Arts and Culture

Integrating accessibility and disassembling unconscious ableism in the performing arts industry

Posted on: Fri 12 May 2023

When watching someone deliver a standout performance as a disabled character either in a mainstream or independent theatre production, artwork and/or project, you wouldn’t expect to then find out that depiction or portrayal was performed by a non-disabled person. Sadly, that is how unconscious ableism infiltrates and penetrates into the brains of those in charge of overseeing these works that are narrating stories about the lived experiences of people with disabilities.

In many stage plays for example, the conceptual, creative, development and planning processes of telling authentic and realistic narratives about disabled characters through dancing, singing and/or acting, is often stifled and restricted by those who falsely assume that casting a disabled artist or performer would lessen the overall quality of the aesthetic appeal with how that character is suppose to be depicted and portrayed from the point of view of a producer or director.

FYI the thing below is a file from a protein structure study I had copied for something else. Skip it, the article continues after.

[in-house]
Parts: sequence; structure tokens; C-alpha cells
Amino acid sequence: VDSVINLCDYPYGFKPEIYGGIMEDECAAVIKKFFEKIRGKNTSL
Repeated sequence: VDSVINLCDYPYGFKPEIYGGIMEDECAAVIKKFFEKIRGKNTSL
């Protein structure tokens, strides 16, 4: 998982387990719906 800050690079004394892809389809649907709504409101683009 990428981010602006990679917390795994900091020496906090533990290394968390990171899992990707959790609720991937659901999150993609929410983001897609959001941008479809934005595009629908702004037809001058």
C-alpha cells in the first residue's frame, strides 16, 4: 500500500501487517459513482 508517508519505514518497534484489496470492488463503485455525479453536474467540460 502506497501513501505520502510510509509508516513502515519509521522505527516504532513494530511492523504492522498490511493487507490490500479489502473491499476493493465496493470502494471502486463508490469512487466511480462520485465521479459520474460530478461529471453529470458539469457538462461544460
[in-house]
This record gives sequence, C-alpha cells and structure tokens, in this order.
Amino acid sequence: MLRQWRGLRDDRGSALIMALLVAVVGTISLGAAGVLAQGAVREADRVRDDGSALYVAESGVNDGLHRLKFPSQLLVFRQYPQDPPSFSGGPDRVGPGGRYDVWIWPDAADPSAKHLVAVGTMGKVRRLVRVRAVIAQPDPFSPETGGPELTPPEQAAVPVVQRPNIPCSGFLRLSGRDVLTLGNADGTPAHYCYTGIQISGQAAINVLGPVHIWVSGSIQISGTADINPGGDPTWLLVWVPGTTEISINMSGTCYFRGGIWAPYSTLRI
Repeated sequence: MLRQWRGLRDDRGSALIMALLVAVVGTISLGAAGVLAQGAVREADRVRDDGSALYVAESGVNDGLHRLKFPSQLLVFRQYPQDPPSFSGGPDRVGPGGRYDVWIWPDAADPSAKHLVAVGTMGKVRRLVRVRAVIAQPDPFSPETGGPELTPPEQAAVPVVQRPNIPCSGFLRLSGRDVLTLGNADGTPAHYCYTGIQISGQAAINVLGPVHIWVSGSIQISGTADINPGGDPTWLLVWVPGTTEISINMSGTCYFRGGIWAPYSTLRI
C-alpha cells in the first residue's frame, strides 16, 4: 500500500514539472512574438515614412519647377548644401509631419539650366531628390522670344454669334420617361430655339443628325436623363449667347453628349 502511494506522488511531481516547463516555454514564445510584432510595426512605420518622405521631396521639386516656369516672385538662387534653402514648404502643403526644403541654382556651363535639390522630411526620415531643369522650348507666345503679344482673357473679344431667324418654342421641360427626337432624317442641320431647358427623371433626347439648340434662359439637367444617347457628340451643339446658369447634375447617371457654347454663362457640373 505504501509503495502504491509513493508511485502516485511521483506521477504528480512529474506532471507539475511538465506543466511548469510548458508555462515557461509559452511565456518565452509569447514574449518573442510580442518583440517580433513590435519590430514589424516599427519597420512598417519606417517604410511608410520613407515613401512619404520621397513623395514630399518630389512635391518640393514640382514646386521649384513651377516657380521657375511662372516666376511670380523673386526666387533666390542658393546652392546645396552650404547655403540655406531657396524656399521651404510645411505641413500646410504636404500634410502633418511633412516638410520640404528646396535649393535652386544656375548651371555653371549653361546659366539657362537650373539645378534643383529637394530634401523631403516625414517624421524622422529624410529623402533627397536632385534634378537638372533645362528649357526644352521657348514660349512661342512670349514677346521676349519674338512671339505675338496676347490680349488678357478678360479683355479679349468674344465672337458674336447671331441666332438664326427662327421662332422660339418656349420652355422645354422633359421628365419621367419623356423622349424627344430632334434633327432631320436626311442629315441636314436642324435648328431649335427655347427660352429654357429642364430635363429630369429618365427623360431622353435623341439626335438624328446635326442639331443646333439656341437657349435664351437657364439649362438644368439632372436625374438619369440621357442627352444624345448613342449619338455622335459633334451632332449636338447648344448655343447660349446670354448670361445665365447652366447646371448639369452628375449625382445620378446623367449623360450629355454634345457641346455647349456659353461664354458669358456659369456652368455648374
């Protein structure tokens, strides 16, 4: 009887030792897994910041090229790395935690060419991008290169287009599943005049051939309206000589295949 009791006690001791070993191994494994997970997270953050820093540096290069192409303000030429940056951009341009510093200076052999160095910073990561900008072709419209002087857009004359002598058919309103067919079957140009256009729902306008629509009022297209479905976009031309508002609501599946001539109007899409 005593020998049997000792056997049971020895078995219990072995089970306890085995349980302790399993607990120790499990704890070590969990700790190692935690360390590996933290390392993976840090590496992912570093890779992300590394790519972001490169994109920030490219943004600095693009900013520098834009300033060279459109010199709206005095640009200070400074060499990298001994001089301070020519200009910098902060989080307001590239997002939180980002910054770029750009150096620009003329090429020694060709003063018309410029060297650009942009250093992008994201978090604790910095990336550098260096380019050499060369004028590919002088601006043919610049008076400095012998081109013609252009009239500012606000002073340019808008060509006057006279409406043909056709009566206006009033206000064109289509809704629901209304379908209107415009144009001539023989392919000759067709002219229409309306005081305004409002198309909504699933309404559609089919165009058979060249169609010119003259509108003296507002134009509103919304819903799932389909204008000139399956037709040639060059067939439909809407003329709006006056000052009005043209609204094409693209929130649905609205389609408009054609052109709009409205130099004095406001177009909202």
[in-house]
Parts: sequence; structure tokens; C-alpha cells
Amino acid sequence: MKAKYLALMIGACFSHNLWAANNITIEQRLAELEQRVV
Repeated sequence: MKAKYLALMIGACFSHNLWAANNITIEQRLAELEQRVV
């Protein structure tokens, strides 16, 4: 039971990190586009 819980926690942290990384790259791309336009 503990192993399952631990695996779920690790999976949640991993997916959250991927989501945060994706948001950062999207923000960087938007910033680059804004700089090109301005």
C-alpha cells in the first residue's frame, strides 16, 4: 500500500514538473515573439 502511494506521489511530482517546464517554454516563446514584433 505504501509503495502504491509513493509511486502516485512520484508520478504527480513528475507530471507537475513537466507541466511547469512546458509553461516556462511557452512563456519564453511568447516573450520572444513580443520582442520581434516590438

Kelly Vincent, who is an actor, writer and playwright and also the Co-Founder and Creative Director of True Ability, an ensemble group of performing artists living with various disabilities in Adelaide, South Australia, strongly argues that integrating accessibility into all pieces of performing art forms including Auslan is essential in making those productions, artworks and/or projects more inclined towards disassembling ableist stereotypes and preconceptions. Vincent spoke with De-Stigmatised‘s Jarad McLoughlin about what can be achieved in convincing mainstream and independent theatre companies to hire, recruit and cast more disabled people to produce and perform future disability-led theatrical works.

Produced by Jarad McLoughlin

Photo courtesy of Tony Virgo

Jarad McLoughlin

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